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Pediatr Clin North Am. 2009 Jun;56(3):565-77, Table of Contents. doi: 10.1016/j.pcl.2009.03.009.

Health issues of the late preterm infant.

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Department of Pediatrics, Division of Neonatology, Emory University School of Medicine, Atlanta, GA 30322, USA.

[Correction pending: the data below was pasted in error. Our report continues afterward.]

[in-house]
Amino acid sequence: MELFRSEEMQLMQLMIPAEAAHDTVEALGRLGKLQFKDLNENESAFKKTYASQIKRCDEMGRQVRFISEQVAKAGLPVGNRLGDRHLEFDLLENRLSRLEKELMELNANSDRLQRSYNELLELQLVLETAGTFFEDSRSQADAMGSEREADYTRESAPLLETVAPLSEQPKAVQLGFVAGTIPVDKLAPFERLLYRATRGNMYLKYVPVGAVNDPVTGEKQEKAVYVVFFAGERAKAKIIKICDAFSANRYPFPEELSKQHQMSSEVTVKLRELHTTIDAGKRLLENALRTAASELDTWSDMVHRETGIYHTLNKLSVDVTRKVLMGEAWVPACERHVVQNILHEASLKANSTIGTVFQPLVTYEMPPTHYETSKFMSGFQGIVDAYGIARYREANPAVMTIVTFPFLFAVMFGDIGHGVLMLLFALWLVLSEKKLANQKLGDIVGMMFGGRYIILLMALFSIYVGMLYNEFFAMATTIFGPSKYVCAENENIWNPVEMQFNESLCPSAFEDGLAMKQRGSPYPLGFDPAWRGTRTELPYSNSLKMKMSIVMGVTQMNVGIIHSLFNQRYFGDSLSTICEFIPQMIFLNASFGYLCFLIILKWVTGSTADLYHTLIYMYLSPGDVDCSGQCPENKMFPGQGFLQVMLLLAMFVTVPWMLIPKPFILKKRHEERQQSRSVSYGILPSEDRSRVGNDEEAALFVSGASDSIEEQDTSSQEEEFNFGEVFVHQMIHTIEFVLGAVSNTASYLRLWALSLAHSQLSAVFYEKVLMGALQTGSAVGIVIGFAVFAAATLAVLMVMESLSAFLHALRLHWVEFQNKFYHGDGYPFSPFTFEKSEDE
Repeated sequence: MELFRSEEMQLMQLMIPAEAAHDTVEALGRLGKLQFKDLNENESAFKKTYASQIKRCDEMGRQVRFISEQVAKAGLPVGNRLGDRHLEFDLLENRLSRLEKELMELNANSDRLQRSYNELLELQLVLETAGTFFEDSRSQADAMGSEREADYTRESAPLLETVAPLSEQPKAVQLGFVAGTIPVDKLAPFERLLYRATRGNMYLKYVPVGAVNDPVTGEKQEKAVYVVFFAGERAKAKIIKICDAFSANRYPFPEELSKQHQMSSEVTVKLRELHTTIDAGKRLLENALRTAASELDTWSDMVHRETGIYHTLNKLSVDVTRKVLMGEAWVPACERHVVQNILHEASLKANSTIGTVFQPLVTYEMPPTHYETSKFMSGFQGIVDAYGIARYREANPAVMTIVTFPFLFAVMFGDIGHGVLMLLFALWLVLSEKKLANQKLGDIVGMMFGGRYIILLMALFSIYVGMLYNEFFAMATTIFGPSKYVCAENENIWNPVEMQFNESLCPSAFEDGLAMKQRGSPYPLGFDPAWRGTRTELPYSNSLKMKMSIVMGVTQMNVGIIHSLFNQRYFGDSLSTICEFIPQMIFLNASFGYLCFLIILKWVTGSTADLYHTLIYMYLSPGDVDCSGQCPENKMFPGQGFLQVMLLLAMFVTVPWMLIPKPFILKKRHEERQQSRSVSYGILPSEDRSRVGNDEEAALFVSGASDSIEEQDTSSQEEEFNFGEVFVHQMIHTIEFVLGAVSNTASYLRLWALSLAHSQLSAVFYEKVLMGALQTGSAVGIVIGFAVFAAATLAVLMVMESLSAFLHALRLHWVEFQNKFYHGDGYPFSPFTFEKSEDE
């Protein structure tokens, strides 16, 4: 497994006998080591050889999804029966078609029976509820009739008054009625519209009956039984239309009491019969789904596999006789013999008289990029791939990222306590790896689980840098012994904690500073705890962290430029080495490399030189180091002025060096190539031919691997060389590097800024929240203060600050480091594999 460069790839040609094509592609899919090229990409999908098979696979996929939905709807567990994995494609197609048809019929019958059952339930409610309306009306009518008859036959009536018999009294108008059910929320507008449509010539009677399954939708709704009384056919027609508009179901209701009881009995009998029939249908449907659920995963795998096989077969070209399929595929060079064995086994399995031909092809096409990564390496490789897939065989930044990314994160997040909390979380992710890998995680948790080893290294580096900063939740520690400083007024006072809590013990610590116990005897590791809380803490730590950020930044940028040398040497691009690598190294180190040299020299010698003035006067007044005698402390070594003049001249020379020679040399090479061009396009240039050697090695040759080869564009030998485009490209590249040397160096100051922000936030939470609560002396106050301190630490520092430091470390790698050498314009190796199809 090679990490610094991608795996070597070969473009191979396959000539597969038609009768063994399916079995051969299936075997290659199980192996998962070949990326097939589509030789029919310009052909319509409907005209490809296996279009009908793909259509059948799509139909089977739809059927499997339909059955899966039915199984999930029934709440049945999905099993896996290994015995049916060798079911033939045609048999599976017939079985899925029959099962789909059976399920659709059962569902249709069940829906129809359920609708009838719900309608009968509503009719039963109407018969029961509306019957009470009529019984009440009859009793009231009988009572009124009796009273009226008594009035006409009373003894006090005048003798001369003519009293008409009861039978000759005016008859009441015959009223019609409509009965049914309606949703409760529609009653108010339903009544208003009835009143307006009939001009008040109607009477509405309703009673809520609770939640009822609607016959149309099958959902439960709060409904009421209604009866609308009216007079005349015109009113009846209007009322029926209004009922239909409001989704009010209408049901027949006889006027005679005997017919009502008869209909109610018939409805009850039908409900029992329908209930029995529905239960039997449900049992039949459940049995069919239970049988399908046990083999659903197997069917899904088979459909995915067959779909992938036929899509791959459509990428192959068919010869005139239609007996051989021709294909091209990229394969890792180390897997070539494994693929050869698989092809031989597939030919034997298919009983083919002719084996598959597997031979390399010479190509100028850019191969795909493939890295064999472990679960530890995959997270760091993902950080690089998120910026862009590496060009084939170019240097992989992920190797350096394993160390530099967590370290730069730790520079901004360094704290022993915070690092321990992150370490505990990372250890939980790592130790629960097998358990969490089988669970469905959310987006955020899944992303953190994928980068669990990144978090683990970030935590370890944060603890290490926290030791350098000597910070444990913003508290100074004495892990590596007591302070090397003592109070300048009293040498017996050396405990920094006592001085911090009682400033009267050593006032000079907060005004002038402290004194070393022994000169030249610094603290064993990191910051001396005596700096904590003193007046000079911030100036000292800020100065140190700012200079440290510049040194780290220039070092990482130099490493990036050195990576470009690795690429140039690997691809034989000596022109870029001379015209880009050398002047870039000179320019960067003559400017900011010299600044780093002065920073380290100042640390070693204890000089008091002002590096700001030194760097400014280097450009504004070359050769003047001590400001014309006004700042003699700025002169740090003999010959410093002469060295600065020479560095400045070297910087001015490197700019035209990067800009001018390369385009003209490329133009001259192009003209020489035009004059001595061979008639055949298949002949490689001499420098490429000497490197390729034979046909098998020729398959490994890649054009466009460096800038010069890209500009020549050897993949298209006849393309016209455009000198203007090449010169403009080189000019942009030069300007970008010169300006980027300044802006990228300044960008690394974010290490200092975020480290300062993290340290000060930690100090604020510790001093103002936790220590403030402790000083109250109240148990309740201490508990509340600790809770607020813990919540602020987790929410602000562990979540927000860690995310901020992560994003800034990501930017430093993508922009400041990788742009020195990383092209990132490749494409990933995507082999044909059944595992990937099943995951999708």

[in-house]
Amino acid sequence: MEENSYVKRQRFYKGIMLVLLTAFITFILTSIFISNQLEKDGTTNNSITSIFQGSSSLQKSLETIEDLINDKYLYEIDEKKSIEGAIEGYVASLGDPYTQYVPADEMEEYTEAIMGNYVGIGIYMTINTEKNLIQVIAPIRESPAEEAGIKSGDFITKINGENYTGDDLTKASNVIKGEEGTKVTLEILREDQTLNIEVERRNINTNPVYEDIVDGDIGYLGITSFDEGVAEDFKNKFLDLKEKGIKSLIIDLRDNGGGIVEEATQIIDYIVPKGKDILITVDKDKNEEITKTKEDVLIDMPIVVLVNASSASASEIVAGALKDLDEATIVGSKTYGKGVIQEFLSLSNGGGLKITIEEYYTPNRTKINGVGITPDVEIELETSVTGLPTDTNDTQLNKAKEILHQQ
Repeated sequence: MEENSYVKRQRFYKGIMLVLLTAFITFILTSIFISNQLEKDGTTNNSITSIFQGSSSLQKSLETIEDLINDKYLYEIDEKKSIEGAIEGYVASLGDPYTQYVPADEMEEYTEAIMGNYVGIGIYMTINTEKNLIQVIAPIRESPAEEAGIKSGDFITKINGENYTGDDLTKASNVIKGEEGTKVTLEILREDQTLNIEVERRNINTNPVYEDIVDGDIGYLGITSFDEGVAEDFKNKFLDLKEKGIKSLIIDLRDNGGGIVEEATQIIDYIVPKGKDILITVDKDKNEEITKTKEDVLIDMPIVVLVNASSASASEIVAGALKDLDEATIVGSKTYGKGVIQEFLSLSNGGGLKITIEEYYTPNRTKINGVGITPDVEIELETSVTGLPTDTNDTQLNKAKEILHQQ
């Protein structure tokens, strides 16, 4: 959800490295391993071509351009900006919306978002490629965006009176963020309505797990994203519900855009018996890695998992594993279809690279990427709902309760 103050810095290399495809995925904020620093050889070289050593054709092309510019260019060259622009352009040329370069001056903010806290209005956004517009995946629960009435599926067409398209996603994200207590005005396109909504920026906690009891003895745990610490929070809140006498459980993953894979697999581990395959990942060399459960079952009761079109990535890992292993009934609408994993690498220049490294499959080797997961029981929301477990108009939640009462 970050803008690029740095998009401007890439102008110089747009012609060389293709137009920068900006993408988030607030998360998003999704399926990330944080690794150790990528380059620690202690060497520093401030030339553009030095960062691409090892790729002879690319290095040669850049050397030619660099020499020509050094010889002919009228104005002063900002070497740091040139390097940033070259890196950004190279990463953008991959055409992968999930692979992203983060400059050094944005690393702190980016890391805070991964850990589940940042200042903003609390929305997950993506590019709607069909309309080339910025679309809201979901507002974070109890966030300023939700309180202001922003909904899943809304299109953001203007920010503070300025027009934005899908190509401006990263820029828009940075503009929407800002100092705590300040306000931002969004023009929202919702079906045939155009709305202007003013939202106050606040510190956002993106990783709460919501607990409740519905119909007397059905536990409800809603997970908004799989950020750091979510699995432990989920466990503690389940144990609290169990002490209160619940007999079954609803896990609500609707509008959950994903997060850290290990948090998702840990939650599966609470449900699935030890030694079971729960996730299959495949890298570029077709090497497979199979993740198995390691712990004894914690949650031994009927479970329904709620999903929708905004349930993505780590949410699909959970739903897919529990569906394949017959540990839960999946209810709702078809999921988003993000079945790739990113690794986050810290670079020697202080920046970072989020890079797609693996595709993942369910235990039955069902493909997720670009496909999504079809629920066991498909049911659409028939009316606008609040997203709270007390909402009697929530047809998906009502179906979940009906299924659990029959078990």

"Late preterm" birth is not such an unusual occurrence; in fact these infants were the first group of premature infants who pediatricians learned to treat, and did so with such remarkable success that physicians no longer consider them to be of high risk. So, why the sudden interest in this group? There is now enough evidence that this population is not as benign as previously thought. They have increased mortality when compared to term infants and are at increased risk for complications including transient tachypnea of newborn (TTN), respiratory distress syndrome (RDS), persistent pulmonary hypertension (PPHN), respiratory failure, temperature instability, jaundice, feeding difficulties and prolonged neonatal intensive care unit (NICU) stay. Evidence is currently emerging that late preterm infants make up a majority of preterm births, take up significant resources, have increased mortality/morbidity, and may even have long-term neurodevelopmental consequences secondary to their late prematurity.

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